Discover Budapest’s last neon with a unique new guide and map
A brilliant new booklet has just been issued by a team of Budapest artists. Graphic designer Luca Patkós and crew have created it, plus a map that glows in the dark, each serving as a guide to Budapest’s disappearing neon. This electrifying publication, available in English and Hungarian, features key spots around the city, enhanced with illuminated advertising signs. This one-of-a-kind volume also highlights neon-industry masters and shows how these sparkling symbols are made. Both booklet and map are limited-edition.
A recently published book honors the radiant remnants around Hungary’s capital. Neon Budapest navigates readers to fluorescent advertisements that were popular features in the cityscape of the Communist era. Featured brands include the logo of long-established laundry service Patyolat, vintage supermarket sign Csemege and the playful symbol mounted on the façade of the Budapest Puppet Theater. All of these commercial decorations shined brightly after sundown over the past century.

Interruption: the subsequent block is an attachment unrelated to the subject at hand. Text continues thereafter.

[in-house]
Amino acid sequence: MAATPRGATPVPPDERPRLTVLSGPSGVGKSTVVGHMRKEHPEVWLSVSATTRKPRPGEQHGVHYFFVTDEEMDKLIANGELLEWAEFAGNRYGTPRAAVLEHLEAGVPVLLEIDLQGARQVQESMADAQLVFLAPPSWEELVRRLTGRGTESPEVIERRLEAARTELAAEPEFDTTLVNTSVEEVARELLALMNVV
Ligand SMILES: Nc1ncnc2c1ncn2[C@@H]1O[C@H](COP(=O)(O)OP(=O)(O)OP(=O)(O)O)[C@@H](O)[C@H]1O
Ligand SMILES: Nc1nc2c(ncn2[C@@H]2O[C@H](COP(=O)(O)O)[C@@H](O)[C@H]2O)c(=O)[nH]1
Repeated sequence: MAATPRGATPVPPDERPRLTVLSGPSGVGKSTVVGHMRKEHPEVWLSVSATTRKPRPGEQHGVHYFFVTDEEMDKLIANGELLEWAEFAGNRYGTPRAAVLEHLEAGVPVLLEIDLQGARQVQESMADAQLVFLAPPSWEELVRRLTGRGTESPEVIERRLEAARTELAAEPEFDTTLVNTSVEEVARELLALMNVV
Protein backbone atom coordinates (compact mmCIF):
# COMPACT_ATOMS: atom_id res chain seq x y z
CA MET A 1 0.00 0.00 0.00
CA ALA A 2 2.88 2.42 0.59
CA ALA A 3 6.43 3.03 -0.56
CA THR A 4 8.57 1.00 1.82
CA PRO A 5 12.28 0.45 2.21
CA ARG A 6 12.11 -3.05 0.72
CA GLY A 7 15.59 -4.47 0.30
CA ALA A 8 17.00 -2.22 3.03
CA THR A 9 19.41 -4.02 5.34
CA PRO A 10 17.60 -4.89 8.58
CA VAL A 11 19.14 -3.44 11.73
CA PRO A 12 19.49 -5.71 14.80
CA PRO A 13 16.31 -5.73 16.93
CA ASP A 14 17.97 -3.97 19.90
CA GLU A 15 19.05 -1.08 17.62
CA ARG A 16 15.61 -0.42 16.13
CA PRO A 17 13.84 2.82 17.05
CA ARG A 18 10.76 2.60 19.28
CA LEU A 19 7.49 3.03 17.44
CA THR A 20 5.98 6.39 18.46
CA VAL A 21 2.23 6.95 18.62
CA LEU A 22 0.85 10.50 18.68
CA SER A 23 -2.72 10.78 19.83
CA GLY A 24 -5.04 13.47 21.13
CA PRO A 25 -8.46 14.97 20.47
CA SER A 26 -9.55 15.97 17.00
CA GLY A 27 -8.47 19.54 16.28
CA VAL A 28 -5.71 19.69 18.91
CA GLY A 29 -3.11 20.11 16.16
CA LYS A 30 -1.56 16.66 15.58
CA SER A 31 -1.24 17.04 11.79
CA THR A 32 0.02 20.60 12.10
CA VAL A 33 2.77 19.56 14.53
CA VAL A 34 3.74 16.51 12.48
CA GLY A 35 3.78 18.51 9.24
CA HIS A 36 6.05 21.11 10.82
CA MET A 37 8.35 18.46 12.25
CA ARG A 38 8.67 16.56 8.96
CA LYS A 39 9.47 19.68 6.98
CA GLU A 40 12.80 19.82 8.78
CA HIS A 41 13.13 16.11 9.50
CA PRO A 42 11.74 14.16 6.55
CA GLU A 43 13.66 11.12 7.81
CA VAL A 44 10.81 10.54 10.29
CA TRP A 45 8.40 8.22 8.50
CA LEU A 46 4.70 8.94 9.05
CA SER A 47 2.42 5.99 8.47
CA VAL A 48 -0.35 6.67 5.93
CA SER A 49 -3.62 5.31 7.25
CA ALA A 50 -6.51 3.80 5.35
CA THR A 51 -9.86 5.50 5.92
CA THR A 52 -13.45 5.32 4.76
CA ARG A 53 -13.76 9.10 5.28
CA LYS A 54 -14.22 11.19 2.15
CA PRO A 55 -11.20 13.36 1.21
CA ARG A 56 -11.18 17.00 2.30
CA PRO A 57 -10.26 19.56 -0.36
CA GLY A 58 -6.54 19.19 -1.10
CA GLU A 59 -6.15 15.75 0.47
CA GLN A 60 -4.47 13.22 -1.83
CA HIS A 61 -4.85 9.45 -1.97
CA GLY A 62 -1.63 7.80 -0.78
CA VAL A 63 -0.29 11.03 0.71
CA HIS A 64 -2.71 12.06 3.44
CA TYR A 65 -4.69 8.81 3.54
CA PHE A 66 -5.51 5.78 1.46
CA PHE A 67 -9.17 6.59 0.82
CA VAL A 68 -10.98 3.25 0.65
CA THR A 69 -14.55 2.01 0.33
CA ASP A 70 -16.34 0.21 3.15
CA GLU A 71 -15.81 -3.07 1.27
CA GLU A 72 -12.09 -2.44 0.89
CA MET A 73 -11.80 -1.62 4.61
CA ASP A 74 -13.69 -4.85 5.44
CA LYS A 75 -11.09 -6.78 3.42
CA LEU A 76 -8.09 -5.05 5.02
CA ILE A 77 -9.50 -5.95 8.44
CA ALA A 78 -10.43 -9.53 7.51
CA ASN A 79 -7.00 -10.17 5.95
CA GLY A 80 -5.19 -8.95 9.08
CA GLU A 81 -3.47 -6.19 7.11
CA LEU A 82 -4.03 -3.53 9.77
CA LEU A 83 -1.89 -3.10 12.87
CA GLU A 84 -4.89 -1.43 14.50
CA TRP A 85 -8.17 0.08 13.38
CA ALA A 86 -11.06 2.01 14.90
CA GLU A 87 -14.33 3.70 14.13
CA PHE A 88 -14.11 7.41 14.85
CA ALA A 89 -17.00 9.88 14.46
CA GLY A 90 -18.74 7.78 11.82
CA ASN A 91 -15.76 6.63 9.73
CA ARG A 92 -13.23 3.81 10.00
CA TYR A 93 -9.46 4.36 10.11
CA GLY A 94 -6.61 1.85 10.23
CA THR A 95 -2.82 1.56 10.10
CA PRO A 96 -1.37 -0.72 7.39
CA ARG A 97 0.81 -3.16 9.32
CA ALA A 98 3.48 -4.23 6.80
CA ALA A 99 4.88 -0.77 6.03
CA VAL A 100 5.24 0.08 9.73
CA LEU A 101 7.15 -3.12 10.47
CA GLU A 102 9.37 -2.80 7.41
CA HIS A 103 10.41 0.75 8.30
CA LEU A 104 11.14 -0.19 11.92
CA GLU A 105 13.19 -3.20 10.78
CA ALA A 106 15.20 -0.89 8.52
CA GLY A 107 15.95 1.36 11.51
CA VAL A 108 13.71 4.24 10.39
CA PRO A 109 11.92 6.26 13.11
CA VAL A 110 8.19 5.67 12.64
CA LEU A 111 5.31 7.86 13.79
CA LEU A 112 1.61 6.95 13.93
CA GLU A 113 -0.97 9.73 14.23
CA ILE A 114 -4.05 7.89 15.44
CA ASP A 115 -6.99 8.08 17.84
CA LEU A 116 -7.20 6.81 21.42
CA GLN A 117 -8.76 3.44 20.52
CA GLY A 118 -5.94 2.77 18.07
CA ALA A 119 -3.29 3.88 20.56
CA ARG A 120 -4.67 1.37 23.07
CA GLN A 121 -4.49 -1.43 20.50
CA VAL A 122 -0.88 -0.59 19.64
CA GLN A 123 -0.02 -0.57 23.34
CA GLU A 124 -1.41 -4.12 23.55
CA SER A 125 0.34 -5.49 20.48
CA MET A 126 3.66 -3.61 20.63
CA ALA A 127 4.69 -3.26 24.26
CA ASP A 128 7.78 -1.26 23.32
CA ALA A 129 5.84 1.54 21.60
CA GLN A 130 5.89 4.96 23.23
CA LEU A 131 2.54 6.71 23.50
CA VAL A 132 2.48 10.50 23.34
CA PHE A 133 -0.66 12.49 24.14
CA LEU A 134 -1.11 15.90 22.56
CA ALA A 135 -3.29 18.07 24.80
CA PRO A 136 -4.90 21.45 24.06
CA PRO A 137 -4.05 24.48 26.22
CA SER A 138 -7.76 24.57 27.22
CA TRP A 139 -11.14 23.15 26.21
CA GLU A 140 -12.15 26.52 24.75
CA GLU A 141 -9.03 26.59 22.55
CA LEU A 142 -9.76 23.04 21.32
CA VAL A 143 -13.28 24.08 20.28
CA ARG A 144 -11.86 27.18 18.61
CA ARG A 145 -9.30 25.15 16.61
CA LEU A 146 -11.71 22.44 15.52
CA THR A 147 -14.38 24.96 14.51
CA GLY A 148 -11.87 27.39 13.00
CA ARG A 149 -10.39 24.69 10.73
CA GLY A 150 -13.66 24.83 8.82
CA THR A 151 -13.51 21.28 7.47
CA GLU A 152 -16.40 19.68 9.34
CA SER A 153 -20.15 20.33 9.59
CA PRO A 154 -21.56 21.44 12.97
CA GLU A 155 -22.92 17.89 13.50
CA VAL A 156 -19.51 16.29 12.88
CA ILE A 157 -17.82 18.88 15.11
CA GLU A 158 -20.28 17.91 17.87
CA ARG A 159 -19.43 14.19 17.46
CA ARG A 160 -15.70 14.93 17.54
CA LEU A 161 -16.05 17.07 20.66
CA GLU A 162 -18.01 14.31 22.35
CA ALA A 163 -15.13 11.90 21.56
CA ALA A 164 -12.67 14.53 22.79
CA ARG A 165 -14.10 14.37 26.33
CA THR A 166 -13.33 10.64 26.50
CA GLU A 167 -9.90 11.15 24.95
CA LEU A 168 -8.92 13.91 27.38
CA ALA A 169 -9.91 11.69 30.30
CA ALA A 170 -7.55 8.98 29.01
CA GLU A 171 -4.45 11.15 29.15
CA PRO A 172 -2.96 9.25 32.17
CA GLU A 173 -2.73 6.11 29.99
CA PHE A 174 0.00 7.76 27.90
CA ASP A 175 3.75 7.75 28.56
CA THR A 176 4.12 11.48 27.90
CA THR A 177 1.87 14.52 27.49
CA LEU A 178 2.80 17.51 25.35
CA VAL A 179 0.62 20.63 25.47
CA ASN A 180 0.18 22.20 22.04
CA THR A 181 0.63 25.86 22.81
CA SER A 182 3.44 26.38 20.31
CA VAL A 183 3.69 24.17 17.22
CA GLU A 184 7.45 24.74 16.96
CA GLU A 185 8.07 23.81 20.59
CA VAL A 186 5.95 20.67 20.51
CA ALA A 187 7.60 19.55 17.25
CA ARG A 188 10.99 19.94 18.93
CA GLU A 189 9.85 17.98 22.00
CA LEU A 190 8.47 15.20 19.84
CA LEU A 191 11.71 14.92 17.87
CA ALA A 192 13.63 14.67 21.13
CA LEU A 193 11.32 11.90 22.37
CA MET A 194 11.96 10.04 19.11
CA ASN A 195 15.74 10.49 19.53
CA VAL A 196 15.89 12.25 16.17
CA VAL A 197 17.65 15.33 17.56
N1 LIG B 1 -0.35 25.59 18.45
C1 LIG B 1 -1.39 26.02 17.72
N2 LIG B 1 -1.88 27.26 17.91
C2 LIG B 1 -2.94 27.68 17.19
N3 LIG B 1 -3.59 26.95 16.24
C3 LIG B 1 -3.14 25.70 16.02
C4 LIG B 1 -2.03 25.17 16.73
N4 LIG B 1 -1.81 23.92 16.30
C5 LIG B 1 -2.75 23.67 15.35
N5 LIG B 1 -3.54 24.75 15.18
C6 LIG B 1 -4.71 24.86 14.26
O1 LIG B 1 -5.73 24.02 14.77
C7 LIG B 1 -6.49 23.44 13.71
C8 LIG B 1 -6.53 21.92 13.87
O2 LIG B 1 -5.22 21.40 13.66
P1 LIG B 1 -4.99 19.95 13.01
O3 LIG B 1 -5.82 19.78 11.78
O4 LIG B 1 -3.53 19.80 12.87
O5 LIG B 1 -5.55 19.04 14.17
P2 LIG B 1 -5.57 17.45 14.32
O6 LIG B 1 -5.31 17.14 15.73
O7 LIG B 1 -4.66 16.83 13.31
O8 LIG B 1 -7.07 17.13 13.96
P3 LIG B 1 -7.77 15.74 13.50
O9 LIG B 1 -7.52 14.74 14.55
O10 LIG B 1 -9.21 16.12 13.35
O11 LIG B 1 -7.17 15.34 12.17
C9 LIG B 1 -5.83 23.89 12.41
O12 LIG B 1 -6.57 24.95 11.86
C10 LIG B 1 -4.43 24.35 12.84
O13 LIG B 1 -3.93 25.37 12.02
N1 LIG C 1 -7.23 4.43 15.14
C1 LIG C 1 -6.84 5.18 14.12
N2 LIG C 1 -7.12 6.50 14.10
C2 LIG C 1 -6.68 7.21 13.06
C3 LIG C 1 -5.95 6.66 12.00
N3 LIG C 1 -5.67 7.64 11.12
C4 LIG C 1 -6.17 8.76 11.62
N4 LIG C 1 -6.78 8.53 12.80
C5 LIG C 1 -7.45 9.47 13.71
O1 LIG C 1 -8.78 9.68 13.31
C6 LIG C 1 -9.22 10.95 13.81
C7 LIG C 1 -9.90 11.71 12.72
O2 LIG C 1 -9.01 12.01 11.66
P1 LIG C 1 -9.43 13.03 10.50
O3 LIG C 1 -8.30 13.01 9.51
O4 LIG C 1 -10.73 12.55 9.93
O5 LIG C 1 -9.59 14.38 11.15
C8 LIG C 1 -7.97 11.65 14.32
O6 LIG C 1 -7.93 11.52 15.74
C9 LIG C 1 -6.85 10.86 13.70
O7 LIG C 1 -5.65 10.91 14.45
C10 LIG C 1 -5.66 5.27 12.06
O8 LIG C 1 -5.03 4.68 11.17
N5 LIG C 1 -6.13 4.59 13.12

Many of the remaining signs that adorn the streets of Budapest no longer function and their future is unclear. However, you can admire a selection of classic neon in the courtyard of the Museum of Electrical Engineering, a hidden gem tucked between ruin pubs and bars in the city’s nightlife vortex.
Meanwhile, new initiatives such as Neon Budapest map these decaying signs across the city. As the project developed, first a digital map was made available online, and this is now complemented by two printed publications, a 52-page guidebook and a poster that glows in the dark, similarly to the twinkling tubes.
The publication is illustrated with stunning visuals by Isabel Val, a Barcelona-born photographer of Budapest’s neon signs. “We wanted to do something that was analogue, the same as the topic we were covering. We believed that by using a physical format, we are also giving a special value to the whole project. That’s why we also chose to print the poster by using a silkscreen technique, and to keep it to a limited edition,” Val says.
“As for the book, it has a practical function, too: we wanted people to really use it. We don’t want them to just read it at home but to bring it with them to the street, check the map that is inside and try to spot the neon signs and get to know about them,” she adds. In this publication, industry professional Tamás Zubek talks about the golden age of these twisting trademarks in the 1970s, when major Budapest thoroughfares were festooned with a many of them.
The book also features restorer of old neon signs Mihály Hallgas, and details of how these objects are made. Only 100 copies have been printed of this special book and map, so hurry if want to tour Budapest with this distinct guide. See Behance for more details.